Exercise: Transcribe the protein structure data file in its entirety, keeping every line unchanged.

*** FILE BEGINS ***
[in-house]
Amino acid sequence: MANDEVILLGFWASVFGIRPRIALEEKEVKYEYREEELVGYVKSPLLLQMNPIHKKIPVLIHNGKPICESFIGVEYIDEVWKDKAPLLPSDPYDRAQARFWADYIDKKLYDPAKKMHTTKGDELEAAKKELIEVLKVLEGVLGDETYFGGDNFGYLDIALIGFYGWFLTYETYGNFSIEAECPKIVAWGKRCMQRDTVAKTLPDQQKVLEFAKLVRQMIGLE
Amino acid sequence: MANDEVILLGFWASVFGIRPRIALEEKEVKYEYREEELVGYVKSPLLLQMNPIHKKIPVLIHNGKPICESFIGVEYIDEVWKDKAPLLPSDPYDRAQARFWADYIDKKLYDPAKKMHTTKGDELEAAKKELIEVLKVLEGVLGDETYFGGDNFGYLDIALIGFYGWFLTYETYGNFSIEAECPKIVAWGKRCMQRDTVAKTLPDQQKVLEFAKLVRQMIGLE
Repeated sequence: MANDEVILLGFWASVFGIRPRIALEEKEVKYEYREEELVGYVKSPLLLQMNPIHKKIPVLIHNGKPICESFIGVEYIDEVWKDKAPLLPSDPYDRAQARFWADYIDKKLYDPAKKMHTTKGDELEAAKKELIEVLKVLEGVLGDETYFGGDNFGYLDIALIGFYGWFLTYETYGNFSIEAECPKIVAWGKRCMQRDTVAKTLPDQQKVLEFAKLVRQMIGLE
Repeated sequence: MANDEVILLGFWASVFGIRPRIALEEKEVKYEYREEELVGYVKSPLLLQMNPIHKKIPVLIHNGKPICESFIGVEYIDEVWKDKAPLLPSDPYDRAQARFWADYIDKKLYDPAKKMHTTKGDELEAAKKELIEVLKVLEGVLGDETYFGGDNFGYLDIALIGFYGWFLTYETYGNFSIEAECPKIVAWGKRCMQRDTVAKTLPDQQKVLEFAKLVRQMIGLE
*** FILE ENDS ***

[in-house]
Amino acid sequence: MANDEVILLGFWASVFGIRPRIALEEKEVKYEYREEELVGYVKSPLLLQMNPIHKKIPVLIHNGKPICESFIGVEYIDEVWKDKAPLLPSDPYDRAQARFWADYIDKKLYDPAKKMHTTKGDELEAAKKELIEVLKVLEGVLGDETYFGGDNFGYLDIALIGFYGWFLTYETYGNFSIEAECPKIVAWGKRCMQRDTVAKTLPDQQKVLEFAKLVRQMIGLE
Amino acid sequence: MANDEVILLGFWASVFGIRPRIALEEKEVKYEYREEELVGYVKSPLLLQMNPIHKKIPVLIHNGKPICESFIGVEYIDEVWKDKAPLLPSDPYDRAQARFWADYIDKKLYDPAKKMHTTKGDELEAAKKELIEVLKVLEGVLGDETYFGGDNFGYLDIALIGFYGWFLTYETYGNFSIEAECPKIVAWGKRCMQRDTVAKTLPDQQKVLEFAKLVRQMIGLE
Repeated sequence: MANDEVILLGFWASVFGIRPRIALEEKEVKYEYREEELVGYVKSPLLLQMNPIHKKIPVLIHNGKPICESFIGVEYIDEVWKDKAPLLPSDPYDRAQARFWADYIDKKLYDPAKKMHTTKGDELEAAKKELIEVLKVLEGVLGDETYFGGDNFGYLDIALIGFYGWFLTYETYGNFSIEAECPKIVAWGKRCMQRDTVAKTLPDQQKVLEFAKLVRQMIGLE
Repeated sequence: MANDEVILLGFWASVFGIRPRIALEEKEVKYEYREEELVGYVKSPLLLQMNPIHKKIPVLIHNGKPICESFIGVEYIDEVWKDKAPLLPSDPYDRAQARFWADYIDKKLYDPAKKMHTTKGDELEAAKKELIEVLKVLEGVLGDETYFGGDNFGYLDIALIGFYGWFLTYETYGNFSIEAECPKIVAWGKRCMQRDTVAKTLPDQQKVLEFAKLVRQMIGLE